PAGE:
Although there is some evidence that apple cider vinegar may support healthy blood sugar levels, Stokes adds that it’s still unknown if ACV supplements are as effective as the food itself.
2. It May Help Improve Digestion
Some TikTokers note that apple cider vinegar aids their digestion or reduces bloating. The idea here may be related to stomach acid, says Amanda Sauceda, MS, RD, Registered Dietitian Nutritionist.
“Stomach acid helps you break down your food, and a lack of stomach acid could be a factor that can lead to indigestion,” she told Bustle. “So if someone were to take apple cider vinegar, the idea is that the acid in the vinegar helps give their body a little digestive boost, which in turn can help their indigestion. .”
Of course, these benefits are often anecdotal. If someone says it helps their digestion, it’s possible, but as of now, there’s no research to prove it. “It would also be a red flag if someone felt they still needed apple cider vinegar for their digestion,” Sauceda notes. “Ideally, your body should do it on its own.”
3. It can support your immune system
Although apple cider vinegar does not directly boost your immune system, taking it regularly can help your gut, which in turn can help your immune system. Apple cider vinegar containing “the mother” — meaning the unpasteurized kind — is thought to help build a healthy gut microbiome, which can support immune function, Ferguson says.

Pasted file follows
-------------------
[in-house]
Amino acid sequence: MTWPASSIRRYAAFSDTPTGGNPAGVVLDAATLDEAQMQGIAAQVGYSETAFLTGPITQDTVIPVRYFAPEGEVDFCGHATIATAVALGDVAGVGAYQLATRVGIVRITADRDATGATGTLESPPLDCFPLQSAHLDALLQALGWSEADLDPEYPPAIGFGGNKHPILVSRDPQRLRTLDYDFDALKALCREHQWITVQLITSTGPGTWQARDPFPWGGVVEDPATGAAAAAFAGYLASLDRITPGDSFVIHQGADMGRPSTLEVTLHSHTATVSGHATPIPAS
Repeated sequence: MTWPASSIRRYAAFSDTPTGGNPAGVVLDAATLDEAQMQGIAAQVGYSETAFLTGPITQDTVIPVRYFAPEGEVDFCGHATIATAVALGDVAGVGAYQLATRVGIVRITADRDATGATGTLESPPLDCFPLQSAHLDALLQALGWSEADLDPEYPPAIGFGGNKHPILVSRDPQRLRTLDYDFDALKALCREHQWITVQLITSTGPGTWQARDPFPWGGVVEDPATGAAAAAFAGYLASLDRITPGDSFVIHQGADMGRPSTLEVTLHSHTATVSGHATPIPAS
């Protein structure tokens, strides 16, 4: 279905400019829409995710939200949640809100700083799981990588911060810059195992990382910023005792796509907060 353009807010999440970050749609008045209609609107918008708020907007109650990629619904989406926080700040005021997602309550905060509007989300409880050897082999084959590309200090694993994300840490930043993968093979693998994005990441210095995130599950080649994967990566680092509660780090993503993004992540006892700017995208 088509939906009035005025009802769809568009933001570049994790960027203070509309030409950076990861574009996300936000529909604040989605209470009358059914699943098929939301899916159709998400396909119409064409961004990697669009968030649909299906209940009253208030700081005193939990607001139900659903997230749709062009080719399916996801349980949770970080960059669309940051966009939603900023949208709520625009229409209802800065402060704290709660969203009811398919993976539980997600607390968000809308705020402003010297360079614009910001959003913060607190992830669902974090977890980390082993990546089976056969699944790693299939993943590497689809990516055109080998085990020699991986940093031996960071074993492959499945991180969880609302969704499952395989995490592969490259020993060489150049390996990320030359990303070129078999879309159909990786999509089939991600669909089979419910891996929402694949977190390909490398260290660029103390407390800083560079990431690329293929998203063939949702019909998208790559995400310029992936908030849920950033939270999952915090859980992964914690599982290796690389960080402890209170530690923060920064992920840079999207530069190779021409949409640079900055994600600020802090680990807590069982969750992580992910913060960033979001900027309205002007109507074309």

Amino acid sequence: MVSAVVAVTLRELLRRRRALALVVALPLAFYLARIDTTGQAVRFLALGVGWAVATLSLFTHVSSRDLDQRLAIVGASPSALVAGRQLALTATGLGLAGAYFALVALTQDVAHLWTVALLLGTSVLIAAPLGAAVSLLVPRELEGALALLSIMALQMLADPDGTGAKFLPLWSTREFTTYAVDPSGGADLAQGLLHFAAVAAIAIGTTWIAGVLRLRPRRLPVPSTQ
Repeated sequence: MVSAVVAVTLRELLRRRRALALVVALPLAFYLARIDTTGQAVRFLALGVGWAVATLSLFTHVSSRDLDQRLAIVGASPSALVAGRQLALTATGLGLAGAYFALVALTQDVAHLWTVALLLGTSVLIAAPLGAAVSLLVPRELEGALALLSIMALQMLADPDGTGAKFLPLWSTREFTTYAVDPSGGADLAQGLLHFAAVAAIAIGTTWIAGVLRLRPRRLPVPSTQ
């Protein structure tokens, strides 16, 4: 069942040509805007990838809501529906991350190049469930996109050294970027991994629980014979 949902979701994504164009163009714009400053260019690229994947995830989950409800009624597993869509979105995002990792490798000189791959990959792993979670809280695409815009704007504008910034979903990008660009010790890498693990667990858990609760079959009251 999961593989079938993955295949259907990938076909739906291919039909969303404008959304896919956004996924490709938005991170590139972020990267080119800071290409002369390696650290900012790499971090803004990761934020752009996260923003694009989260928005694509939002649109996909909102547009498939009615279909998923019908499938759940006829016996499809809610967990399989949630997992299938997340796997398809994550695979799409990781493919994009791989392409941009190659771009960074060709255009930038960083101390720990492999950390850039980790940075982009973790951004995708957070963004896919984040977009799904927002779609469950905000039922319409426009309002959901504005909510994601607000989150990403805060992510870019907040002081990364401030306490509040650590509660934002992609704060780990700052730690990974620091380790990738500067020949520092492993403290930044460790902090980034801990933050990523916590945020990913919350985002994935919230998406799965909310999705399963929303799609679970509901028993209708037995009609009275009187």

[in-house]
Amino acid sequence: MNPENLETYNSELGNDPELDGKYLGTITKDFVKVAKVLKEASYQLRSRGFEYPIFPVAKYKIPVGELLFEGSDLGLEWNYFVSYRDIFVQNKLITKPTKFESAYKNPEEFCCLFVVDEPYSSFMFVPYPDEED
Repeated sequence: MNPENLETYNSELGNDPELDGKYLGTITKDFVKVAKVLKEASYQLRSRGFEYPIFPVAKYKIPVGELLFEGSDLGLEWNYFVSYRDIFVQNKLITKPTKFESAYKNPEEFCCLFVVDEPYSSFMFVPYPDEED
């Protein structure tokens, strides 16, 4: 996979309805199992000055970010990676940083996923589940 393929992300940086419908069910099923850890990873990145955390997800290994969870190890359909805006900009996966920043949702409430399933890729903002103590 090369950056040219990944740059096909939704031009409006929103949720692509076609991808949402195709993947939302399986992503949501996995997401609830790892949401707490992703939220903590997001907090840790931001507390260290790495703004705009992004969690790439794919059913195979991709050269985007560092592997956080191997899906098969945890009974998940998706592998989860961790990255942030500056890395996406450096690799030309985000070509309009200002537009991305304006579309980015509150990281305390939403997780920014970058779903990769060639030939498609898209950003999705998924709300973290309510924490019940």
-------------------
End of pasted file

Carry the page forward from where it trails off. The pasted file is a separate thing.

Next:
About 70-80% of your immune system is in your gut, so it’s important to take care of it. Ferguson suggests incorporating a variety of probiotic and prebiotic foods into your daily diet, not just apple cider vinegar. “Probiotic foods introduce live bacteria to your gut and can be found in foods like apple cider vinegar, sauerkraut, kimchi, and natto,” she says. “Prebiotic foods feed the good gut bacteria already present in our gut and include foods like beans, onions, garlic, artichokes, and cabbage.”
4. It could increase energy
Many TikTokers show themselves jumping up and down, going through tough workout routines, and generally feeling more energized after taking apple cider vinegar. But is it a real side effect?
According to Rifkin, an energy boost may be experienced secondary to other benefits of the supplement, such as improved blood sugar levels, immunity, and digestion. “Limited research also suggests that the acetic acid in apple cider vinegar may improve muscle energy refueling,” she notes.